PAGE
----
Incidents of political violence including an assault on one candidate and an attack on the office of another are casting a shadow over Lebanon’s first general election in nine years. The May 6 vote will take place using a complicated new electoral law. It is not expected to cause major changes to the government or its policies. Analysts expect Prime Minister Saad al-Hariri will head the next cabinet. But the law has made the outcome less predictable in some places. This has sharpened local rivalries and is encouraging parties to campaign extra hard.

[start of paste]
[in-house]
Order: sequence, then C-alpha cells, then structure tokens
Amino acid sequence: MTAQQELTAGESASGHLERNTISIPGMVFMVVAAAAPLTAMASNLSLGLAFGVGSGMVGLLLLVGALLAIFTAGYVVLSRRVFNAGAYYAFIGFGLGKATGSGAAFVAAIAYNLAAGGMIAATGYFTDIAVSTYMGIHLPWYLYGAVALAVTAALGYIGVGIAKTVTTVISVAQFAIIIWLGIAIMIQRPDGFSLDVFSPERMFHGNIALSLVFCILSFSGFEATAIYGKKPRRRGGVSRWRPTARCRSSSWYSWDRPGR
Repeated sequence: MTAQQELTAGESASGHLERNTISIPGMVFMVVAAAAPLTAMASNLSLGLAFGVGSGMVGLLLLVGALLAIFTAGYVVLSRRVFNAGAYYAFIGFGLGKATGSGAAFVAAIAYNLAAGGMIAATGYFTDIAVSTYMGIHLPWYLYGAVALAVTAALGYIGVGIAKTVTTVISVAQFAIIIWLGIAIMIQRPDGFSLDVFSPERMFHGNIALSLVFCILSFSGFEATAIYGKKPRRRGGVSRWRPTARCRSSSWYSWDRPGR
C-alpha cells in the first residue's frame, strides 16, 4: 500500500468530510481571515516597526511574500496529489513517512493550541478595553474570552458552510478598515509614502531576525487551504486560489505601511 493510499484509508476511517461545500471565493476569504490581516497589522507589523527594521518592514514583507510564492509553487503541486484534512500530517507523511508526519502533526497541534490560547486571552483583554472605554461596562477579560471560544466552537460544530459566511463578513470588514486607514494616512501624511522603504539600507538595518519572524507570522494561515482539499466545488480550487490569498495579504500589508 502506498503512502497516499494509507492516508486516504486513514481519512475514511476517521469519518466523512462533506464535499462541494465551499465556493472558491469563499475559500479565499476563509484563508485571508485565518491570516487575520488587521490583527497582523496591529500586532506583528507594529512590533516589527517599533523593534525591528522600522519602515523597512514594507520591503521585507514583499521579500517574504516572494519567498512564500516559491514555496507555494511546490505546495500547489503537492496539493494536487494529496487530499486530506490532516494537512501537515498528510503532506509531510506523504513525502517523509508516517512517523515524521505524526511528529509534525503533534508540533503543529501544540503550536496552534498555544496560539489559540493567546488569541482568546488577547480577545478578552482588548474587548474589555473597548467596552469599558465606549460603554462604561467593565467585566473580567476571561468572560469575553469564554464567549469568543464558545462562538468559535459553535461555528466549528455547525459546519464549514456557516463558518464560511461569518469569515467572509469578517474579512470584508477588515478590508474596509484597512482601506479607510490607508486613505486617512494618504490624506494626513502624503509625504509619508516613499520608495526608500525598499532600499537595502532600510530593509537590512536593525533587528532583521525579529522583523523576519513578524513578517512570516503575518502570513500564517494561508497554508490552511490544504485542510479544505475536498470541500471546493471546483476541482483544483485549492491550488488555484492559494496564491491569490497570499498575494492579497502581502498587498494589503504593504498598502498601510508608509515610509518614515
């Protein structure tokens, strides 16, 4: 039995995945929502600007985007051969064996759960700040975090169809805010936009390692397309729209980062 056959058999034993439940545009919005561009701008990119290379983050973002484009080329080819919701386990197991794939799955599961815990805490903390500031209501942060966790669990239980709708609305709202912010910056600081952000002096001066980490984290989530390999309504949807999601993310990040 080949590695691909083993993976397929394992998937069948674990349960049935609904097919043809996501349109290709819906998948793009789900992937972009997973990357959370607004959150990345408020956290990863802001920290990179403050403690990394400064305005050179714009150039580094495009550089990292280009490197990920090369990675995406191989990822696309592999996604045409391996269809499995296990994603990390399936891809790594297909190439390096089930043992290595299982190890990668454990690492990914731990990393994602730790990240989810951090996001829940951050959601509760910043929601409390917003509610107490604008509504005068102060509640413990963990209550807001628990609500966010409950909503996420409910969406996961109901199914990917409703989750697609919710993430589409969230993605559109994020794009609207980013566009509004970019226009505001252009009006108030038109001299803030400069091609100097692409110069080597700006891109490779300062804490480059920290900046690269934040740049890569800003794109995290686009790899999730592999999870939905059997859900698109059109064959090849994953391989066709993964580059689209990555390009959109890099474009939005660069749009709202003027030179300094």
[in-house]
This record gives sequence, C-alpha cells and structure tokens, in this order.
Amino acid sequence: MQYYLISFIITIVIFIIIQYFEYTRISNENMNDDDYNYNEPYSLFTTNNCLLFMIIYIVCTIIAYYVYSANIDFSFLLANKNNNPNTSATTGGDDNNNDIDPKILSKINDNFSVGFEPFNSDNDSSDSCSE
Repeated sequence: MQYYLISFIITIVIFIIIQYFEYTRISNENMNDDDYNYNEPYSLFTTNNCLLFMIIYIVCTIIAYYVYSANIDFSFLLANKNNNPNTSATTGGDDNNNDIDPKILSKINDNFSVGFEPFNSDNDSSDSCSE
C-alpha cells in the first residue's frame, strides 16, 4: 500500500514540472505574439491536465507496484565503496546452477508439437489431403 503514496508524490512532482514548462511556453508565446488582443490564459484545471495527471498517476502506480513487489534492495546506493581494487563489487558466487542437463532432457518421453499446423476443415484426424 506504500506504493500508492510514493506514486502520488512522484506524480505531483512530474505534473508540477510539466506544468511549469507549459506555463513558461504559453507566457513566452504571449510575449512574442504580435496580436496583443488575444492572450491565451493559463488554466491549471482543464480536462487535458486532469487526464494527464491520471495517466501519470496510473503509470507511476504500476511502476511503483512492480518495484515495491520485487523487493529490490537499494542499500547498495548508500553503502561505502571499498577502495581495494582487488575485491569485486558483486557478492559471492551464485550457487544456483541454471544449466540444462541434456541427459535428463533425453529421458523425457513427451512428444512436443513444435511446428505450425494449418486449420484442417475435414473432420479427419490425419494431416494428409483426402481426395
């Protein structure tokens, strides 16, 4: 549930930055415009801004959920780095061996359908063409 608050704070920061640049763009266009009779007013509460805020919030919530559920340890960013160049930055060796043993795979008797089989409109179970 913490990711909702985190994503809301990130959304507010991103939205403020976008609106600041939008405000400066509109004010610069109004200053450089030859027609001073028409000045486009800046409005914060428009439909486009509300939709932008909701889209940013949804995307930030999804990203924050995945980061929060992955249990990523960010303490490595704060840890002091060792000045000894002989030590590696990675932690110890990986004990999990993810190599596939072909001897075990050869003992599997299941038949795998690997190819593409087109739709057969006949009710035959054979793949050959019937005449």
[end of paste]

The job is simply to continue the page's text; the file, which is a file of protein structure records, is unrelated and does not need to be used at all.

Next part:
“The threats to candidates, men and women, are escalating. We expect more of them as we approach the election, and we expect an increase in violence,” said Omar Kabboul, the executive director of the Lebanese Association for Democratic Elections (LADE), a group of independent electoral observers.
“The outcome of the elections is uncertain. The more uncertain the outcome, the more fear there is within the parties and the bigger the agitation in speeches.”
Some 28 years after Lebanon’s civil war, nobody expects any major strife, but the country has been plagued by repeated bouts of political instability that have weighed on its economy.
Full Article: Local tensions flare up before Lebanese election | Reuters.